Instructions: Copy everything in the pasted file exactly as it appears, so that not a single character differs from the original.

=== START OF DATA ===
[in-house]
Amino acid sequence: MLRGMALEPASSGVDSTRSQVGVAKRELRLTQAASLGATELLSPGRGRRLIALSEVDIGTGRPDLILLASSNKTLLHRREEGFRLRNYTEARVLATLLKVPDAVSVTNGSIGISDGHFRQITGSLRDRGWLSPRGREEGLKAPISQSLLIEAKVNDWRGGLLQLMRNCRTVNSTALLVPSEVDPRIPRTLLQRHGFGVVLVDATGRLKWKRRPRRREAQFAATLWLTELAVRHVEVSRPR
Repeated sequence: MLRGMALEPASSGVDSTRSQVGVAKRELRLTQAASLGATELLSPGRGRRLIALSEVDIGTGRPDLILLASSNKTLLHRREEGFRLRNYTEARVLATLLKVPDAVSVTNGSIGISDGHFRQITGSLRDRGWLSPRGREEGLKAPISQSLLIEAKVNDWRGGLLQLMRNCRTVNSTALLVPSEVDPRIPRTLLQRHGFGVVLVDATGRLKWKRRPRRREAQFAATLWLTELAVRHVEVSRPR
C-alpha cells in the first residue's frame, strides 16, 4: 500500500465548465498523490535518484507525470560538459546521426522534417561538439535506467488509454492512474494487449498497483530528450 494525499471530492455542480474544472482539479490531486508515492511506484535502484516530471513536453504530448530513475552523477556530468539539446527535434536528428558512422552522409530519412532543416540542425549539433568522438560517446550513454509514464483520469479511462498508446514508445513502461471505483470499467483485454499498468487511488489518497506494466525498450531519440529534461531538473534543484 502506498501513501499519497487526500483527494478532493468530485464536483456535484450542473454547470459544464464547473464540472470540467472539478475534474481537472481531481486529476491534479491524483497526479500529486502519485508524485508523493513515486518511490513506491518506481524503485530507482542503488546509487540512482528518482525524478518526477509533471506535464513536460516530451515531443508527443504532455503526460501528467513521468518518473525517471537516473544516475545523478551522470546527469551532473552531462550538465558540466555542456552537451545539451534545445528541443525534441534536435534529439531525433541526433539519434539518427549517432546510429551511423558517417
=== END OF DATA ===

[in-house]
Amino acid sequence: MLRGMALEPASSGVDSTRSQVGVAKRELRLTQAASLGATELLSPGRGRRLIALSEVDIGTGRPDLILLASSNKTLLHRREEGFRLRNYTEARVLATLLKVPDAVSVTNGSIGISDGHFRQITGSLRDRGWLSPRGREEGLKAPISQSLLIEAKVNDWRGGLLQLMRNCRTVNSTALLVPSEVDPRIPRTLLQRHGFGVVLVDATGRLKWKRRPRRREAQFAATLWLTELAVRHVEVSRPR
Repeated sequence: MLRGMALEPASSGVDSTRSQVGVAKRELRLTQAASLGATELLSPGRGRRLIALSEVDIGTGRPDLILLASSNKTLLHRREEGFRLRNYTEARVLATLLKVPDAVSVTNGSIGISDGHFRQITGSLRDRGWLSPRGREEGLKAPISQSLLIEAKVNDWRGGLLQLMRNCRTVNSTALLVPSEVDPRIPRTLLQRHGFGVVLVDATGRLKWKRRPRRREAQFAATLWLTELAVRHVEVSRPR
C-alpha cells in the first residue's frame, strides 16, 4: 500500500465548465498523490535518484507525470560538459546521426522534417561538439535506467488509454492512474494487449498497483530528450 494525499471530492455542480474544472482539479490531486508515492511506484535502484516530471513536453504530448530513475552523477556530468539539446527535434536528428558512422552522409530519412532543416540542425549539433568522438560517446550513454509514464483520469479511462498508446514508445513502461471505483470499467483485454499498468487511488489518497506494466525498450531519440529534461531538473534543484 502506498501513501499519497487526500483527494478532493468530485464536483456535484450542473454547470459544464464547473464540472470540467472539478475534474481537472481531481486529476491534479491524483497526479500529486502519485508524485508523493513515486518511490513506491518506481524503485530507482542503488546509487540512482528518482525524478518526477509533471506535464513536460516530451515531443508527443504532455503526460501528467513521468518518473525517471537516473544516475545523478551522470546527469551532473552531462550538465558540466555542456552537451545539451534545445528541443525534441534536435534529439531525433541526433539519434539518427549517432546510429551511423558517417